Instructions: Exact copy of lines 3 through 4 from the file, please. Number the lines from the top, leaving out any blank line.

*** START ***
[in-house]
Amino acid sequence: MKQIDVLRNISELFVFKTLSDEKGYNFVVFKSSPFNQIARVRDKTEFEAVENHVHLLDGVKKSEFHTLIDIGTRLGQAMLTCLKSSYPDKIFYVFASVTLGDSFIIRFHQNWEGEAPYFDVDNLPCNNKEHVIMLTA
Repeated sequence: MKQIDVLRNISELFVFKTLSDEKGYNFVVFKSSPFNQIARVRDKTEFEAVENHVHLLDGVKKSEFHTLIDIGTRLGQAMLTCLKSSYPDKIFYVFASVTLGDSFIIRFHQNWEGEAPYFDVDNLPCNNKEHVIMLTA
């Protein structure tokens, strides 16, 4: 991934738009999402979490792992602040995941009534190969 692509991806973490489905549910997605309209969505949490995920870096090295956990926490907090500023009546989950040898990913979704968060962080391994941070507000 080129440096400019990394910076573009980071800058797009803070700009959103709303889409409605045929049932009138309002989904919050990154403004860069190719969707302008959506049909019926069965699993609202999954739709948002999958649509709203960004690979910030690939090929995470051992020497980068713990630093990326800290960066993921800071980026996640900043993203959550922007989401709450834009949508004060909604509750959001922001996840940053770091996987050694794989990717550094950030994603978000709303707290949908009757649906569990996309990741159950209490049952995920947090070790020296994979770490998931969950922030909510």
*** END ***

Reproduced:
Repeated sequence: MKQIDVLRNISELFVFKTLSDEKGYNFVVFKSSPFNQIARVRDKTEFEAVENHVHLLDGVKKSEFHTLIDIGTRLGQAMLTCLKSSYPDKIFYVFASVTLGDSFIIRFHQNWEGEAPYFDVDNLPCNNKEHVIMLTA
């Protein structure tokens, strides 16, 4: 991934738009999402979490792992602040995941009534190969 692509991806973490489905549910997605309209969505949490995920870096090295956990926490907090500023009546989950040898990913979704968060962080391994941070507000 080129440096400019990394910076573009980071800058797009803070700009959103709303889409409605045929049932009138309002989904919050990154403004860069190719969707302008959506049909019926069965699993609202999954739709948002999958649509709203960004690979910030690939090929995470051992020497980068713990630093990326800290960066993921800071980026996640900043993203959550922007989401709450834009949508004060909604509750959001922001996840940053770091996987050694794989990717550094950030994603978000709303707290949908009757649906569990996309990741159950209490049952995920947090070790020296994979770490998931969950922030909510």